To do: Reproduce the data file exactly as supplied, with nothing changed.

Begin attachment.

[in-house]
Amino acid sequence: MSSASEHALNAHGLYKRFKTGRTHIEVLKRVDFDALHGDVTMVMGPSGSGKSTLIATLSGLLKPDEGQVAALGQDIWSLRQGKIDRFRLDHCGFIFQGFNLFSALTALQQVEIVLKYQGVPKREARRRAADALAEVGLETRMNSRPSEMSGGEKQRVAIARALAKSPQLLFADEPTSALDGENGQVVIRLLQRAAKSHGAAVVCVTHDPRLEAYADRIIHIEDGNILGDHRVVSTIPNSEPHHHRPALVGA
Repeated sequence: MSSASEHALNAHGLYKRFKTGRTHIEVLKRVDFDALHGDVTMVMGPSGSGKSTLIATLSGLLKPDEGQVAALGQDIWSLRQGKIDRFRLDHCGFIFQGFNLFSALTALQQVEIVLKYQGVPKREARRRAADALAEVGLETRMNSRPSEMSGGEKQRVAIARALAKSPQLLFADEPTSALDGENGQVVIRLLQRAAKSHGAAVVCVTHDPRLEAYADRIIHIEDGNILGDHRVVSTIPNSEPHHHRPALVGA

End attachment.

[in-house]
Amino acid sequence: MSSASEHALNAHGLYKRFKTGRTHIEVLKRVDFDALHGDVTMVMGPSGSGKSTLIATLSGLLKPDEGQVAALGQDIWSLRQGKIDRFRLDHCGFIFQGFNLFSALTALQQVEIVLKYQGVPKREARRRAADALAEVGLETRMNSRPSEMSGGEKQRVAIARALAKSPQLLFADEPTSALDGENGQVVIRLLQRAAKSHGAAVVCVTHDPRLEAYADRIIHIEDGNILGDHRVVSTIPNSEPHHHRPALVGA
Repeated sequence: MSSASEHALNAHGLYKRFKTGRTHIEVLKRVDFDALHGDVTMVMGPSGSGKSTLIATLSGLLKPDEGQVAALGQDIWSLRQGKIDRFRLDHCGFIFQGFNLFSALTALQQVEIVLKYQGVPKREARRRAADALAEVGLETRMNSRPSEMSGGEKQRVAIARALAKSPQLLFADEPTSALDGENGQVVIRLLQRAAKSHGAAVVCVTHDPRLEAYADRIIHIEDGNILGDHRVVSTIPNSEPHHHRPALVGA